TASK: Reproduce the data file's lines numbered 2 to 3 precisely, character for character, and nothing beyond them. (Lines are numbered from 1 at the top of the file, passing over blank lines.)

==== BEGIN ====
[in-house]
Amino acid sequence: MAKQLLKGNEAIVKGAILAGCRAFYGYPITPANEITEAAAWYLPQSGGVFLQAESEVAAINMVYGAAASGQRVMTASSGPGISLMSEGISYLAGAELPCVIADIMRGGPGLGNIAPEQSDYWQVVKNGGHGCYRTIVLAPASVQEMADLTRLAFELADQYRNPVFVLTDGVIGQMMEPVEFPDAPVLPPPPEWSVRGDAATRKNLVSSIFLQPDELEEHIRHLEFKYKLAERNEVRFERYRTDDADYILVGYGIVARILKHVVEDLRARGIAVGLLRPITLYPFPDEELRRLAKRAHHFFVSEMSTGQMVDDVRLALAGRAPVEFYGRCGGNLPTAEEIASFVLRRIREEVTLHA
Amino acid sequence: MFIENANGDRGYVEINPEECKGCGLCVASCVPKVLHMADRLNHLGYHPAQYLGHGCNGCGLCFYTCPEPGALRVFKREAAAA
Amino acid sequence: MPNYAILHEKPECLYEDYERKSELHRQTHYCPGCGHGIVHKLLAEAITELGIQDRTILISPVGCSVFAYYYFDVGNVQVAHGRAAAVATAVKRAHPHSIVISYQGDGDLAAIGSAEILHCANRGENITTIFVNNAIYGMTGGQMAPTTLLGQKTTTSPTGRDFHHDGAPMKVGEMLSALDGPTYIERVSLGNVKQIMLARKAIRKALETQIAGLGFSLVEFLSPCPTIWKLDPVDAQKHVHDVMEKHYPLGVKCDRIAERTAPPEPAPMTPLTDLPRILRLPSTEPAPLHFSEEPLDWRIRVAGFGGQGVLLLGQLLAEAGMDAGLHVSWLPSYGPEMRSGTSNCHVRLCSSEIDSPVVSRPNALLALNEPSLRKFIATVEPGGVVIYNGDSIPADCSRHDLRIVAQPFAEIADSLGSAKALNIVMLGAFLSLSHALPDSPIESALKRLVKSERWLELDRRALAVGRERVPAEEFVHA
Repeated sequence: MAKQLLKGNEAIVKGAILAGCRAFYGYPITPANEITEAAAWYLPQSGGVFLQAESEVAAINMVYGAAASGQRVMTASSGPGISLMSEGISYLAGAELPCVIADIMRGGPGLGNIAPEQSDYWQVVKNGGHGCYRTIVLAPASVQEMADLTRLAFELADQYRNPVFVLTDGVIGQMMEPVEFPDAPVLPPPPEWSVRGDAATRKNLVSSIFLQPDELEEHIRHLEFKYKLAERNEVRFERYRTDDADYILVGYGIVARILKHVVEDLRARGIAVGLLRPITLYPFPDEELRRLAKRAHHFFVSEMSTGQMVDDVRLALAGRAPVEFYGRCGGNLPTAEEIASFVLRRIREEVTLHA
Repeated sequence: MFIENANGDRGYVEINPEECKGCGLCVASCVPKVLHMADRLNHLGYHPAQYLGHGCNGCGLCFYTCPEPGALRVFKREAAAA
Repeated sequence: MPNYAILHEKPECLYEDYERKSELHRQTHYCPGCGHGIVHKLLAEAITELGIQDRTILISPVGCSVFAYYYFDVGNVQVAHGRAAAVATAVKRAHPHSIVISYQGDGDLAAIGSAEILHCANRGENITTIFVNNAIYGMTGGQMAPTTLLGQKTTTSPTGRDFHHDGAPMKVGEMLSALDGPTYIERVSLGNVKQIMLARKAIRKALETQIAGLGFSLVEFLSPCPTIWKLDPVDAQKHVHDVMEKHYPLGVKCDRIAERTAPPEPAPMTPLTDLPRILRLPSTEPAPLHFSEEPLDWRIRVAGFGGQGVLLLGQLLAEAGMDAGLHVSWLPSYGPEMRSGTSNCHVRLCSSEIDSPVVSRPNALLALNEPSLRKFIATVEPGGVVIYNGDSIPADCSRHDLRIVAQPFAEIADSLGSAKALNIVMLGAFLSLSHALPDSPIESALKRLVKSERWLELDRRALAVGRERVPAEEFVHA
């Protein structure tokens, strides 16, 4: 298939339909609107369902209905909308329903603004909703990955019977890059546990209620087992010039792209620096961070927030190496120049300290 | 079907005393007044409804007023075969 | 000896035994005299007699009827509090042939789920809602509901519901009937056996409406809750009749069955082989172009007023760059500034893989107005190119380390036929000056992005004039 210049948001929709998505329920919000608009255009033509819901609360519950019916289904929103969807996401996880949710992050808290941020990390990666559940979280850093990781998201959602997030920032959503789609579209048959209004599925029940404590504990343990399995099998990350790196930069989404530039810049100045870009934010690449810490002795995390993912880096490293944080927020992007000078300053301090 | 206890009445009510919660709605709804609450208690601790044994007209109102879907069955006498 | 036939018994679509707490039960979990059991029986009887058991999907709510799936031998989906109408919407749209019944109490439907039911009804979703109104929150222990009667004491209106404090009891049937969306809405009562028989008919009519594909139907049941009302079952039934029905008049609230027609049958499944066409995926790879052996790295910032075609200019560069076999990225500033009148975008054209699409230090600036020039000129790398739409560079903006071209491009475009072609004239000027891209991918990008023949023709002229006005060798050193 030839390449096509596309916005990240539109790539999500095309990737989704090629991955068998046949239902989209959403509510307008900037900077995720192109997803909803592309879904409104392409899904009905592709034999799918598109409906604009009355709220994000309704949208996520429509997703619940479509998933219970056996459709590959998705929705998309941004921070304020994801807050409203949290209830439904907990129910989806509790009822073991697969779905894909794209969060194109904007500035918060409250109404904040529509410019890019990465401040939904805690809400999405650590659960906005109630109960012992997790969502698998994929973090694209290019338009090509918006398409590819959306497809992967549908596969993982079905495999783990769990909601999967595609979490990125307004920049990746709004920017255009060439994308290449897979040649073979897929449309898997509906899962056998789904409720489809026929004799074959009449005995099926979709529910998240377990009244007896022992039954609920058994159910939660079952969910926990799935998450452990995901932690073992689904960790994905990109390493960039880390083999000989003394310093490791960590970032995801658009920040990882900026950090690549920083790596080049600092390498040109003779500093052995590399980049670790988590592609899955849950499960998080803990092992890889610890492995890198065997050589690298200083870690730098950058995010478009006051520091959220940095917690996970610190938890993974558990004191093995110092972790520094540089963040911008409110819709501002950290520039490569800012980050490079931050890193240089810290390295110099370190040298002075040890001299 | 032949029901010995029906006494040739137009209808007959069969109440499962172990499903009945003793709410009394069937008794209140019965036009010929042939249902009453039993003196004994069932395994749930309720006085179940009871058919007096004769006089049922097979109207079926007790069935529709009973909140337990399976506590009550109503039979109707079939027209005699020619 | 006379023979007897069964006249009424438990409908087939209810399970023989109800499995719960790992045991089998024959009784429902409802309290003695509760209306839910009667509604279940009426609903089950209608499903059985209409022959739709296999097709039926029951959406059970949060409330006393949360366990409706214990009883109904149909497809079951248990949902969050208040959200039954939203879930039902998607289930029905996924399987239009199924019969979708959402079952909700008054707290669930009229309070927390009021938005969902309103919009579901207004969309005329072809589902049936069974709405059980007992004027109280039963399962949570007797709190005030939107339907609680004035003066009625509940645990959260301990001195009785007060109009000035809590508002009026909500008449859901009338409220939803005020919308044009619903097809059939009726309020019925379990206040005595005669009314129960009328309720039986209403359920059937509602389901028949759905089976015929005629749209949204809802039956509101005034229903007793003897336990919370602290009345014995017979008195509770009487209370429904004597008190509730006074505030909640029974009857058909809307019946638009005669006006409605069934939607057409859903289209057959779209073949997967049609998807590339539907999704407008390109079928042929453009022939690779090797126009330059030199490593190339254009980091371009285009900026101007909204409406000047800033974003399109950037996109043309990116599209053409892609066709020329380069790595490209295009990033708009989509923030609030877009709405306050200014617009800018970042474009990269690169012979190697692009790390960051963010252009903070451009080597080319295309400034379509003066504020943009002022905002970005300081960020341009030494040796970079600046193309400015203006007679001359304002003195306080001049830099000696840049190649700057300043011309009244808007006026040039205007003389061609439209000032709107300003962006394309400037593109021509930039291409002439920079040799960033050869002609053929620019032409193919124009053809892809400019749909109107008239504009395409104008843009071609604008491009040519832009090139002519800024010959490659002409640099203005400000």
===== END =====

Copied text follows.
Amino acid sequence: MAKQLLKGNEAIVKGAILAGCRAFYGYPITPANEITEAAAWYLPQSGGVFLQAESEVAAINMVYGAAASGQRVMTASSGPGISLMSEGISYLAGAELPCVIADIMRGGPGLGNIAPEQSDYWQVVKNGGHGCYRTIVLAPASVQEMADLTRLAFELADQYRNPVFVLTDGVIGQMMEPVEFPDAPVLPPPPEWSVRGDAATRKNLVSSIFLQPDELEEHIRHLEFKYKLAERNEVRFERYRTDDADYILVGYGIVARILKHVVEDLRARGIAVGLLRPITLYPFPDEELRRLAKRAHHFFVSEMSTGQMVDDVRLALAGRAPVEFYGRCGGNLPTAEEIASFVLRRIREEVTLHA
Amino acid sequence: MFIENANGDRGYVEINPEECKGCGLCVASCVPKVLHMADRLNHLGYHPAQYLGHGCNGCGLCFYTCPEPGALRVFKREAAAA